If you or someone you know is struggling with mental health or suicidal thoughts, round-the-clock help is available through the National Suicide Prevention Lifeline at 1-800-273-8255, the Veterans Crisis Line and Military Crisis Line at 1-800-273-8255, and the Crisis Text Line by texting “hello” to 741741.
On Sept. 14, 2021, my brother Josh Pirkel died by suicide in the early hours of the morning.
Josh spent the 31 years of his life looking for positive social relationships but found mostly rejection. When I was a boy, I at times made his mental health issues worse. Later in life, though, I became one of the few people who helped him cope with his schizophrenia — to the extent that I could. Ultimately, my incarceration, with its severe length, conditions and distance from him, hindered our relationship and no doubt contributed to my brother’s tragedy.
Like many incarcerated people I know, I was the center of my family’s social circle. Once a person is incarcerated, many families no longer celebrate holidays together, or, if they do, those occasions are somber affairs in remembrance of the person inside. In the last year of my brother’s life, he retreated from such events.
Perhaps this was because they reminded him of an unpleasant past, much of which was my own fault. I treated my brother poorly until I was 16 years old when I realized how much I had been hurting him. Three years later, in 2007, I committed a crime that led to my incarceration.
The loss of social connections is a natural result of a prisoner’s removal from society, but it also places hardship on families.
Correctional systems around the U.S. have adopted a number of policies that exacerbate the strain on relationships. For example, many states hold inmates hundreds of miles away from their homes.
While this is sometimes necessary based on a corrections department’s infrastructure or a prisoner’s security level, officials often do not take the social needs of incarcerated people into consideration when closing and reopening facilities.
In the 1980s, the Michigan Department of Corrections (MDOC) built multiple facilities in the Upper Peninsula, despite the fact that most of the state’s population lives elsewhere.
Rather than ensuring that prisoners live as close to home as possible, MDOC sends many people to the Upper Peninsula before they are placed on a waiting list to be transferred down state. Prior to my time in the Upper Peninsula, I received one or two visits a year. However, my brother’s mental condition made it nearly impossible for him to visit me while I was incarcerated up there. It was an 8 1/2-hour drive from his home in Indiana, compared to the 3 1/2-hour drive to Ionia Correctional Facility, where I had been housed previously.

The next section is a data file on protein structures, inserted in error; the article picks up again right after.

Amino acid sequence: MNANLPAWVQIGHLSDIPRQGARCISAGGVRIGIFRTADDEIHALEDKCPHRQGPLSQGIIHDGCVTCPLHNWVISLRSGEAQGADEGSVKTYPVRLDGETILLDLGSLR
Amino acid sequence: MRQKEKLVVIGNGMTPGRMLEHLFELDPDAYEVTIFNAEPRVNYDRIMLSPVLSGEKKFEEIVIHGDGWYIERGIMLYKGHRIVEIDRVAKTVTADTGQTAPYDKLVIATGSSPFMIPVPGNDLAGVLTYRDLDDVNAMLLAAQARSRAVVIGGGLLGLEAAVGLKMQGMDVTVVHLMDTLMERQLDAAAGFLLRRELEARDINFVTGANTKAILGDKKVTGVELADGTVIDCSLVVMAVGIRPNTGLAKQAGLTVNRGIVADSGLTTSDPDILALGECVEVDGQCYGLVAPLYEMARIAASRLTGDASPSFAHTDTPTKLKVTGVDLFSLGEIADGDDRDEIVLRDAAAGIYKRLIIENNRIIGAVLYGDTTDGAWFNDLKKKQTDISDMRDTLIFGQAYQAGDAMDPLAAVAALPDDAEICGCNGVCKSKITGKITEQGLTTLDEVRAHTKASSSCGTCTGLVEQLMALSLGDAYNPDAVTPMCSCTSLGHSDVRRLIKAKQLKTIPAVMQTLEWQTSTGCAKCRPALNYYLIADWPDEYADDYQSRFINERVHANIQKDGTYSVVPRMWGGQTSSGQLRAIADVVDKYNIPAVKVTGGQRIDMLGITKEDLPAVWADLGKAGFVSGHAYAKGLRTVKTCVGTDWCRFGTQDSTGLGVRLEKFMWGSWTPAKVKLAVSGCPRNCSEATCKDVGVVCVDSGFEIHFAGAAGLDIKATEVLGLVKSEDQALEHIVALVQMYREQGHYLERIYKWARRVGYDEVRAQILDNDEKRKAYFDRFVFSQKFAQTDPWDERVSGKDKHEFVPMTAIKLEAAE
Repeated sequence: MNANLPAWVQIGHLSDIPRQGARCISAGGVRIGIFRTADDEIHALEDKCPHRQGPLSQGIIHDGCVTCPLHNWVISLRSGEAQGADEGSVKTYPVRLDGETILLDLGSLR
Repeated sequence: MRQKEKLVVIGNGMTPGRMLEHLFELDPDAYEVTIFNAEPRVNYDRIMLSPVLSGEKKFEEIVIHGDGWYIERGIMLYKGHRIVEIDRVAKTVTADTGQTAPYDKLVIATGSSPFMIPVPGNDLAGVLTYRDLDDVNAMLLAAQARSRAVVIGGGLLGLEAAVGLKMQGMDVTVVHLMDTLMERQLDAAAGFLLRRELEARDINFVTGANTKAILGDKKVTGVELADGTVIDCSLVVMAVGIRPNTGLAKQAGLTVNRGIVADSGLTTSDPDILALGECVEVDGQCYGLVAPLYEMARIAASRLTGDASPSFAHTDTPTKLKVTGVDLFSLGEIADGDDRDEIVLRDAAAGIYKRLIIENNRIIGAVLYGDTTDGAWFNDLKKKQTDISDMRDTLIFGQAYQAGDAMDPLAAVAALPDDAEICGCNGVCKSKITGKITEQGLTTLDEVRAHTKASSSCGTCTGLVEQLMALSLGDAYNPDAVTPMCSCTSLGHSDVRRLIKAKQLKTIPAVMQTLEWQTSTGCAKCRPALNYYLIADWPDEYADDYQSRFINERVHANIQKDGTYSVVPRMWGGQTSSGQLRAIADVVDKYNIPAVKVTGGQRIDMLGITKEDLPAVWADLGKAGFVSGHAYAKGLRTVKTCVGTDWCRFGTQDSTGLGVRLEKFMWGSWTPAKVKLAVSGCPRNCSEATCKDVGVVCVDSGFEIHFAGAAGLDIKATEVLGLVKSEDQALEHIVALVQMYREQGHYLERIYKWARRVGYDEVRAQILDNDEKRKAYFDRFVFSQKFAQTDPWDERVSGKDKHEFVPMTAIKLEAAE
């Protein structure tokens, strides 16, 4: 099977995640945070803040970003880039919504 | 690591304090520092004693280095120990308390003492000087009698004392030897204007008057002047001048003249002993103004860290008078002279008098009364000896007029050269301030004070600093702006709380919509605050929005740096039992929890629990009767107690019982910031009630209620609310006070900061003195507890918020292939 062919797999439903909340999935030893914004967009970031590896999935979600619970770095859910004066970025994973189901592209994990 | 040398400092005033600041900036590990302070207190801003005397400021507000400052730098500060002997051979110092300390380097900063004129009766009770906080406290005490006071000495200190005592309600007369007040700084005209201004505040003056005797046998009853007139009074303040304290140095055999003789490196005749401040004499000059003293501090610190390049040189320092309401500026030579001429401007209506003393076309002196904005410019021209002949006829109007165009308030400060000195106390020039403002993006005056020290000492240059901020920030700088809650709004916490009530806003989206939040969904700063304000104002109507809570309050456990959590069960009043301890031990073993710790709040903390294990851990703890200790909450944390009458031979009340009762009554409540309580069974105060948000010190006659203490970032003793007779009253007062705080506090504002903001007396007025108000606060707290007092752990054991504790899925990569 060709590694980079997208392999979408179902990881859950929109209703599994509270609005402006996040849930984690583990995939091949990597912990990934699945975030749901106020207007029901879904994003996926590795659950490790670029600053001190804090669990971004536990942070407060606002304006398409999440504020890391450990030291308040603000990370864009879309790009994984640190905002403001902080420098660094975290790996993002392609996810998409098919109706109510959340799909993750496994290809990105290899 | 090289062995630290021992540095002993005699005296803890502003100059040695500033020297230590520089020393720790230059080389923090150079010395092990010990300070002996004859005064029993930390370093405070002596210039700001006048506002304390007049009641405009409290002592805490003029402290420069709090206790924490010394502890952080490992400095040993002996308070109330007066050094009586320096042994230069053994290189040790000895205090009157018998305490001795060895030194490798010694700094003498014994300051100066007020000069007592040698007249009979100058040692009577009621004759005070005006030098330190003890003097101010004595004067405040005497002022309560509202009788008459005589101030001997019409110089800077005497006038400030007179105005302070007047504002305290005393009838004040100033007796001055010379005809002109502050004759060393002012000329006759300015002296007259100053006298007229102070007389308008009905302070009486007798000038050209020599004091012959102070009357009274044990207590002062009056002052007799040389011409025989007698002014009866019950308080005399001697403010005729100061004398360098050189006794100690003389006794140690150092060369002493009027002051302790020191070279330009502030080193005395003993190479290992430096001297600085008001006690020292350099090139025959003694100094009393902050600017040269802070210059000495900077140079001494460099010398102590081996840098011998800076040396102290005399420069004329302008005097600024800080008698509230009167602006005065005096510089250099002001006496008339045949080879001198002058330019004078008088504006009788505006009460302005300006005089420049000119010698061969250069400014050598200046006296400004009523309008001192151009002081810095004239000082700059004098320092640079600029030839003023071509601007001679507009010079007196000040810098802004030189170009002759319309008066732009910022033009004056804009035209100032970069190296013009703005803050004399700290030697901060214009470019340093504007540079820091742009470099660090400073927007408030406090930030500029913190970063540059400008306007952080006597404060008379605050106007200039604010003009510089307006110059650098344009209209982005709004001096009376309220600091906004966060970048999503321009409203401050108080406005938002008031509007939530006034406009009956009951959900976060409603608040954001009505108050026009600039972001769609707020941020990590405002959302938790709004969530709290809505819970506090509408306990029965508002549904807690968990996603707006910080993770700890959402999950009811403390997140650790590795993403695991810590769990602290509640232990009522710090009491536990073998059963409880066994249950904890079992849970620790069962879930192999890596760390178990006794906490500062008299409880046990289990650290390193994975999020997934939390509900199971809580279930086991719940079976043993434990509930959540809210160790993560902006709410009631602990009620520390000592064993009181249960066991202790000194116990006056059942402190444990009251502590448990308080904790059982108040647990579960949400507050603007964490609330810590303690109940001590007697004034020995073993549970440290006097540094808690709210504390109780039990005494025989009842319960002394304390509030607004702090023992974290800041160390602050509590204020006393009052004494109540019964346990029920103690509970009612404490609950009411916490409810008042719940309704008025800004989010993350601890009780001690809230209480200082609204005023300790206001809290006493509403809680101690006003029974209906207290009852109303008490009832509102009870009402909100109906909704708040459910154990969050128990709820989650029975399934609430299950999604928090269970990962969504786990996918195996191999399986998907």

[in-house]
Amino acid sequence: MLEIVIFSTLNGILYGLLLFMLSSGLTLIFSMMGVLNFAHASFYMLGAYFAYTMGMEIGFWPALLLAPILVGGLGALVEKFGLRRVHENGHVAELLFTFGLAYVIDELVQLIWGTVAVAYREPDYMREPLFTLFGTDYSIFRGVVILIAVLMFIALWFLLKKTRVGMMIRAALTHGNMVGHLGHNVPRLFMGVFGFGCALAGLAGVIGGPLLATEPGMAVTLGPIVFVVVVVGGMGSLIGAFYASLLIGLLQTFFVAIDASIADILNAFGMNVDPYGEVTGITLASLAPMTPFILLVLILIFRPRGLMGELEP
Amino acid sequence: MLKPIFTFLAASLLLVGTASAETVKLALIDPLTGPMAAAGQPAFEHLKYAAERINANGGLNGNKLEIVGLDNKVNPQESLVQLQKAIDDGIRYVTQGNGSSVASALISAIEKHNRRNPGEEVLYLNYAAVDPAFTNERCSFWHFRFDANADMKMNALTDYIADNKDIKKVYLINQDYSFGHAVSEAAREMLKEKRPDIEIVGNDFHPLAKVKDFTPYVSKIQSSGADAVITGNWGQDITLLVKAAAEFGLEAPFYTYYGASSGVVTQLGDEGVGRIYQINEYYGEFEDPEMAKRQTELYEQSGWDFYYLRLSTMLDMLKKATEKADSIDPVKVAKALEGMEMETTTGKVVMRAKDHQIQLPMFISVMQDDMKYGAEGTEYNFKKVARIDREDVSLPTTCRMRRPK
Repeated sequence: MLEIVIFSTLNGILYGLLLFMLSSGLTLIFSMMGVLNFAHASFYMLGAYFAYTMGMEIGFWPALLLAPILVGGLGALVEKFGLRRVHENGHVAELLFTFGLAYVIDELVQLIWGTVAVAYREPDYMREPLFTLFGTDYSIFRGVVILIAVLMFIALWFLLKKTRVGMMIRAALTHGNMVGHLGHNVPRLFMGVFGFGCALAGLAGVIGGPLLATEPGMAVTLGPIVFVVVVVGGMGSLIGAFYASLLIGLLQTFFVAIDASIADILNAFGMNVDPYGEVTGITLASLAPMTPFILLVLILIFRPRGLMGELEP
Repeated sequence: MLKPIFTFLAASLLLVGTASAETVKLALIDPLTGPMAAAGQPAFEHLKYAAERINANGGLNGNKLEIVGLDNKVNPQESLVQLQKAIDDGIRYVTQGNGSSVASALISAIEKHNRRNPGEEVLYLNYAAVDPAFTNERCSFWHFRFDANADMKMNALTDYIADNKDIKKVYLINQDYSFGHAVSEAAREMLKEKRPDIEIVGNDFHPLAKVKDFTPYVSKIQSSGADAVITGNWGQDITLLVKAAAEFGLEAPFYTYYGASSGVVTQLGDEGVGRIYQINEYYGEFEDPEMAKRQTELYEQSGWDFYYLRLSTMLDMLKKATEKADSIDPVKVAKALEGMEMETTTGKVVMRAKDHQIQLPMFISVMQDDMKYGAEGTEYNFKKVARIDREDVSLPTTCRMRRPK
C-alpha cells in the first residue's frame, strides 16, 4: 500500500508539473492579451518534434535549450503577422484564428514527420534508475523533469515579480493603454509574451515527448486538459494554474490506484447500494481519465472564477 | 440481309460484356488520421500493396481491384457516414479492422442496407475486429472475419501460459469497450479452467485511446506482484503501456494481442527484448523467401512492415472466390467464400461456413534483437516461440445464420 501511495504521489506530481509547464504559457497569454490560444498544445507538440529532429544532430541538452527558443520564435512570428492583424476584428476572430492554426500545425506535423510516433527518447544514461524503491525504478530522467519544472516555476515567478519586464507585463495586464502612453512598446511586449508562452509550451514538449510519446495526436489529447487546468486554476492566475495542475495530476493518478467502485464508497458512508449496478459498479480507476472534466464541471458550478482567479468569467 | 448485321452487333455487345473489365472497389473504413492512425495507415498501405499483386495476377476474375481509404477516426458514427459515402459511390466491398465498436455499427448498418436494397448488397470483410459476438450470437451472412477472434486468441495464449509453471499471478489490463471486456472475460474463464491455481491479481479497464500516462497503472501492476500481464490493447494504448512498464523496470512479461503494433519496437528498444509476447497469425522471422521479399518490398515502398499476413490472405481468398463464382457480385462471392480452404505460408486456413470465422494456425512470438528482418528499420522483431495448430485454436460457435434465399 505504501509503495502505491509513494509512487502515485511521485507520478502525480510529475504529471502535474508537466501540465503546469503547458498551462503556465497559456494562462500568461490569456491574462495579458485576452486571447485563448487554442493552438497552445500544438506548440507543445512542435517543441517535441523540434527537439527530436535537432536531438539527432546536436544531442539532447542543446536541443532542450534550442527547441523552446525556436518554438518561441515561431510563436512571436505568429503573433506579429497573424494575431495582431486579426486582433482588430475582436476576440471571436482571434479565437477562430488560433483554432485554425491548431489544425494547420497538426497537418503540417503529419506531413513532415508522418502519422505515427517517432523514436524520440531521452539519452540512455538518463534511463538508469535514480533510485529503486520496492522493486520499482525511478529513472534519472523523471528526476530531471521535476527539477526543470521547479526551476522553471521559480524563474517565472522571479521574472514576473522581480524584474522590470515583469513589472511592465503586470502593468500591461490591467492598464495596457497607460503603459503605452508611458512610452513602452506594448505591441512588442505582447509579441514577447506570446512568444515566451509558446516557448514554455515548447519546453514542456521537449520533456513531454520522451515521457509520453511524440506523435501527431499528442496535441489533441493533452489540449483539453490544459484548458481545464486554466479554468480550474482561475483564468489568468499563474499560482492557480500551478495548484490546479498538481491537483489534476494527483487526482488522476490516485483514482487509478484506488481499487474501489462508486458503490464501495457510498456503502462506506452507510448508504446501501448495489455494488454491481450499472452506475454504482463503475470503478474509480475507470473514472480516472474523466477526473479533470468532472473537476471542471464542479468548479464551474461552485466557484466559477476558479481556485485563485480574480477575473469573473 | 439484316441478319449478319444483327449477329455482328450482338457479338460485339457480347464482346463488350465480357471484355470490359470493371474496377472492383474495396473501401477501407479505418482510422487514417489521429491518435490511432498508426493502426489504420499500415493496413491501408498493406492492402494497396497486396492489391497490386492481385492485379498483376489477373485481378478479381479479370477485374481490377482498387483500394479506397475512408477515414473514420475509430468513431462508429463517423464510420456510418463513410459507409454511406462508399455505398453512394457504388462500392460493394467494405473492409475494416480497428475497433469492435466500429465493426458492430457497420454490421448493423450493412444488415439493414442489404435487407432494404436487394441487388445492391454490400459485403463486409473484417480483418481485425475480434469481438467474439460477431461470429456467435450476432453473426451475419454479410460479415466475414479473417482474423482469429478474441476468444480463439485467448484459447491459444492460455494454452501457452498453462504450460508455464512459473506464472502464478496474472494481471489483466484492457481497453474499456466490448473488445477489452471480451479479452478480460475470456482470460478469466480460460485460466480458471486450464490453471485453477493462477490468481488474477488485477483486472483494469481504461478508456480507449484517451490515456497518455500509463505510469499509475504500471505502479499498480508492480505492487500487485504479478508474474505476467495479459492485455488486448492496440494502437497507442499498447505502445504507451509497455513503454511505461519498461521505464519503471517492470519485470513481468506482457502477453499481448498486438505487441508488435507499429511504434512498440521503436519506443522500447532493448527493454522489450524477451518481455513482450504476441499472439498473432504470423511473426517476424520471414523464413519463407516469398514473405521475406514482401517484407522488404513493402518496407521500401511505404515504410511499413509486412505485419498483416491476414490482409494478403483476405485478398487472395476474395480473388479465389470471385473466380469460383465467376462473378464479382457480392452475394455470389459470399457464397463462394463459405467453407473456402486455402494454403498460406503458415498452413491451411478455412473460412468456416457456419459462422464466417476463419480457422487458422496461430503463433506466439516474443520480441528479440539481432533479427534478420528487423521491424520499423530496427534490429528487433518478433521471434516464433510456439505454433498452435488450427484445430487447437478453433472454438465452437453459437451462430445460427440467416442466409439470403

After four years, I was transferred back to Ionia because I was accepted into a college program, but the damage was already done. My brother’s mental condition had worsened, and our relationship was strained.
The lack of visitation was not the only reason. Prison phone calls can be costly, and ate up a significant chunk of the $25 to $35 I made each month. I mostly called loved ones who could afford the calls themselves, like my parents. I only talked to Josh on occasion.
Many facilities also do not supply enough phones to meet demand. Gang members control who uses the phones by selling time slots to their friends and highest bidders. On Christmas Day 2020, I spent two hours waiting for the phone only to be cut in line. When I voiced my displeasure, several gang members threatened me with knives.
COVID-19 made the fight for phones significantly worse. My current facility, Richard A. Handlon Correctional Facility (MTU), prohibited visits from March 2020 to June 2021. Now, MTU technically allows visits, but few people are able to engage in them.
My housing unit is limited to 48 visits per month even though there are 40 people in the unit. Not only do these visits require masks and a plexiglass barrier that makes it hard to hear, many people cannot figure out how to use the app necessary to sign up for visitation on our tablets.
All of these measures are said to be “necessary” to protect inmates, despite the fact that 62% of of MDOC inmates are fully vaccinated, as of June 23, 2021.
Had Josh been able to visit me anytime between March and September, he might still be here with us today, and I would not be crying my eyes out.
While I am 100% responsible for harming my family, my victims and the community by engaging in criminal behavior, my 22-year minimum sentence contributed significantly to my brother’s mental breakdown. Had I been released sooner, I might have been able to help my brother cope with his mental health issues.
We need to push our governors and legislators to open correctional facilities up for visitation and to improve their phone and mail systems to make prisoner communication easier. Perhaps by doing this, we can prevent the next tragedy.
Disclaimer: The views in this article are those of the author. Prison Journalism Project has verified the writer’s identity and basic facts such as the names of institutions mentioned.